The birth of green
Forty years ago this month, the first Earth Day celebration kicked off the environmental movement
Our planet has rotated 40 times around the sun since I attended one of the first Earth Day celebrations at UC Santa Barbara in April 1970. At the time, people were growing steadily more concerned about the environment. Why wouldn’t they? The air was filled with pollution from leaded gasoline. DDT had not yet been banned. In 1969, the Cuyahoga River caught on fire. In that same year, an oil spill fouled the beautiful Santa Barbara beaches.
However, in 1970, I was still environmentally naive when I heard there would be simultaneous “teach-ins” in cities all across the country. I learned a lot at that first event, and there were girls there, too, so all in all, it was a great day.
What surprised me most at the time was not the event itself, but the fears it ignited in some people, particularly conservatives. According to them, environmentalists were a subversive communist group working to overthrow the government. Earth Day was held on the birthday of Russian revolutionary Vladimir Lenin, so obviously it had to be some sort of secret plot.
For the record, I don’t remember any birthday cakes for Lenin on that day. Instead, millions of Americans participated in a day that brought attention to the environmental problems we faced as a country, and the environmental movement was born.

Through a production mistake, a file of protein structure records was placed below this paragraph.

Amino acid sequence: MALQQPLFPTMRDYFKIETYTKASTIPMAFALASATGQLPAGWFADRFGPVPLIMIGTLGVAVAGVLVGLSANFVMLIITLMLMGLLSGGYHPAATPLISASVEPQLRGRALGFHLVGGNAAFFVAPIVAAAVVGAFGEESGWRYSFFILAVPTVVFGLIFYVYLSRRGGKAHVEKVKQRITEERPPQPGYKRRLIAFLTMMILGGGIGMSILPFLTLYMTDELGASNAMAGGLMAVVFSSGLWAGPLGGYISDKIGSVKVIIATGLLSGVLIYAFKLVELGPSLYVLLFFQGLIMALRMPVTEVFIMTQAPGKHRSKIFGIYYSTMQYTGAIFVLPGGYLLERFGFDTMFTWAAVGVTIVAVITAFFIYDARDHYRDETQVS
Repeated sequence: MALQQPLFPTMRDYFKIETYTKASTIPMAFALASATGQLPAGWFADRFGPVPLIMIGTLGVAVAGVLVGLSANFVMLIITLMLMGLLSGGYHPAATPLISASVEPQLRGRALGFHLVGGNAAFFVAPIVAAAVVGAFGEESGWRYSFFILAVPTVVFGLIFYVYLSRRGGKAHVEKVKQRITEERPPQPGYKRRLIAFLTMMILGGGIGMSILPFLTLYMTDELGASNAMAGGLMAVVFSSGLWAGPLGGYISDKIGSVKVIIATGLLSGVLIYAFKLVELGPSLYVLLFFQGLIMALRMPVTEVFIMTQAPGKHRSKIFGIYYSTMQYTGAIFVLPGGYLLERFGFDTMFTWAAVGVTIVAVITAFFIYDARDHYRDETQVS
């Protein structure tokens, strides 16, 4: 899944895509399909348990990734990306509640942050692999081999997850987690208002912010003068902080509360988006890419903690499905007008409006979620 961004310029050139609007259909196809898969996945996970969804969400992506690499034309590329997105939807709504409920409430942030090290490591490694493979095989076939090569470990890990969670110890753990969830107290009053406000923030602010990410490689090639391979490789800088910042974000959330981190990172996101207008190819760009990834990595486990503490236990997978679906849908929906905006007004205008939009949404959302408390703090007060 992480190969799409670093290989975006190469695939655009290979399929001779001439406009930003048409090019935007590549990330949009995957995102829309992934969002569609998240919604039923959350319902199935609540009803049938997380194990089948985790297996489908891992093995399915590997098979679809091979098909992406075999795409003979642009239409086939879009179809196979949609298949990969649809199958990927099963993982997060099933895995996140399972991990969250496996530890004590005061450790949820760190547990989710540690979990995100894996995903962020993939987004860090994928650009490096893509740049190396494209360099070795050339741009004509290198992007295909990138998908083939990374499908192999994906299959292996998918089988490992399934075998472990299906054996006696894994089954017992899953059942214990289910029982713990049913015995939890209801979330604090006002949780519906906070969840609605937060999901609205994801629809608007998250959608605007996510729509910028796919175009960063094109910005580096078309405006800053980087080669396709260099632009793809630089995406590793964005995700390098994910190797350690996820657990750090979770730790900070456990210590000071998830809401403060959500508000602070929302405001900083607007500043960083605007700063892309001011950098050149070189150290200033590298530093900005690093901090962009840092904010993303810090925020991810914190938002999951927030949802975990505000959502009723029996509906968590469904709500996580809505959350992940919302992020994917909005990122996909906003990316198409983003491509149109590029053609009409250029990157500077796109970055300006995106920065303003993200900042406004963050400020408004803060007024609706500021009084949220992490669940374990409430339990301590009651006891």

Earth Day represented a tremendous turning point for Americans. Prior to that day in 1970, Americans had not prioritized environmental safety. After Earth Day 1970, a majority of Americans supported taxes to clean up our water and air. Among other things, this new change in public opinion led to bipartisan support for the Clean Water Act that became law in the 1970s.
This Sunday, from noon to 5 p.m., at Southside Park (Eighth and T streets) in Sacramento, we’ll be celebrating Earth Day’s 40th anniversary. The speakers will be more informed than they were four decades ago. There will be plenty of vendor booths featuring the latest green technology.
Unlike the first Earth Day, it won’t be just idealistic college kids in attendance. Since 1970, the environmental movement has expanded its tent to include little kids and large corporations. It has won many victories, and suffered many defeats. Each new generation has brought its own energy and insight to the central problem of how to live in harmony with our planet.
Please consider joining us at this year’s celebration in Sacramento. Just like 40 years ago, it’ll be a cool afternoon. You can be a part of history. And if you see my friend Jon Ellison of ECOS in the park on Sunday, thank him for making sure that Earth Day happened in Sacramento this year.